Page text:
What sort of vision do education policies and plans offer for the future of teaching and learning? Do they focus on test scores? Do they focus on rankings? Do they see technology as simply the digitization of old processes? Or do these plans articulate something new, something forward-thinking, something that addresses the challenges and opportunities that technologies can offer? EML co-founder Will Richardson asks these questions of British Columbia’s new education plan.
While many government policy makers around education continue to focus on how to raise PISA scores and help their students move up in world rankings, one Canadian province is charting a course to a much different definition of success.
The refreshed British Columbia education plan is focused on “Education in a Fast-Changing World,” stating early on that while “most people agree the BC system is a good one,” the system was nonetheless “designed in the very different circumstances of an earlier century” and that the province needs “a more nimble and flexible [system] that can adapt more quickly to better meet the needs of 21st Century learners.” To that end, BC education leaders are redefining the definition of what the focus of schools should be.
While the entire plan is worth the read, the focus of the work is in five important areas:
1. Personalized learning for each student
2. Quality teaching and learning
3. Flexibility and choice
4. High standards
5. Learning empowered by technology.
Missing by design is a focus on curriculum; in fact, in a supporting document around “Transforming Curriculum and Assessment,” the ministry says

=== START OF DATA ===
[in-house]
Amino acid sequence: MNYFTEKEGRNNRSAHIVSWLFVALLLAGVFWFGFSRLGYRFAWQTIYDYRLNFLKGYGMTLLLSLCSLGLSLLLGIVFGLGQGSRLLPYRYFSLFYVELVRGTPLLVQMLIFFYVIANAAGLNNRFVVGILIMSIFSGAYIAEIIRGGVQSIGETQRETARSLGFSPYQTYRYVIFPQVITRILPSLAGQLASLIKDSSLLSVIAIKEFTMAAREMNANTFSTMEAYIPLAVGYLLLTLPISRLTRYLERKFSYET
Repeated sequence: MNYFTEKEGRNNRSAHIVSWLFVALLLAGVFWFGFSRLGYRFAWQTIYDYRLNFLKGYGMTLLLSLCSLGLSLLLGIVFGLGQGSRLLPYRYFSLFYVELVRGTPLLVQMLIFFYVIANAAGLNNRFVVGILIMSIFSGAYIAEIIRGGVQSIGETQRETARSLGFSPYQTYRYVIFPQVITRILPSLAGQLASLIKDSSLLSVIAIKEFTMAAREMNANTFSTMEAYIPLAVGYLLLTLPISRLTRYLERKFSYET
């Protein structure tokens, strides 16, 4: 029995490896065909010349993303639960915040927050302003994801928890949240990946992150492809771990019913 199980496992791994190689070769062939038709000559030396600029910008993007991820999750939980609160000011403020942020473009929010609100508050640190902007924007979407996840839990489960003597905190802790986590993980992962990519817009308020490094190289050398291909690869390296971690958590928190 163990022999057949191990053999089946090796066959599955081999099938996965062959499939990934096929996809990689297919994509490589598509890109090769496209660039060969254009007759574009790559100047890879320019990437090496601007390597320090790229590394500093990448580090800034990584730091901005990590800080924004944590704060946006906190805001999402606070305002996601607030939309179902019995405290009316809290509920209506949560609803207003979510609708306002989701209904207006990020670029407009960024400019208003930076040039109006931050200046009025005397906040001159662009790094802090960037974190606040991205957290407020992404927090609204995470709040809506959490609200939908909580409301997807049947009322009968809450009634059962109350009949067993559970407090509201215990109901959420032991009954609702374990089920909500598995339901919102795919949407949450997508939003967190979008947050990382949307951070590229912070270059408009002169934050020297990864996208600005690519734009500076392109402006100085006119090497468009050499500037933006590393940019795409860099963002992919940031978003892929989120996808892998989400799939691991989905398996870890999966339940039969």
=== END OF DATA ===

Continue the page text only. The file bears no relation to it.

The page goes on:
the provincial curricula should prescribe the minimum in terms of required learning. Teachers should be in the position of thinking about what they can add to the curriculum to personalize it and make it more relevant to learners, not questioning how they can possibly learn it all.
It’s not just rhetoric. In my work with school districts in British Columbia, there is a tangible sense of opportunity stemming from an inclusive process and a patient, thoughtful implementation. At every step of the way, the government has engaged parents, students, community members and teachers in developing the general blueprint and, now, the specific prototypes of implementation. While all sides are feeling the effects of ongoing contract negotiations between the province and teachers unions, and while a number of budget challenges in general threaten to stall reforms, many I talk to still hold a sense of optimism that British Columbia can buck global trends of greater standardization in both curriculum and assessments.
A few of important lessons from the BC process to date.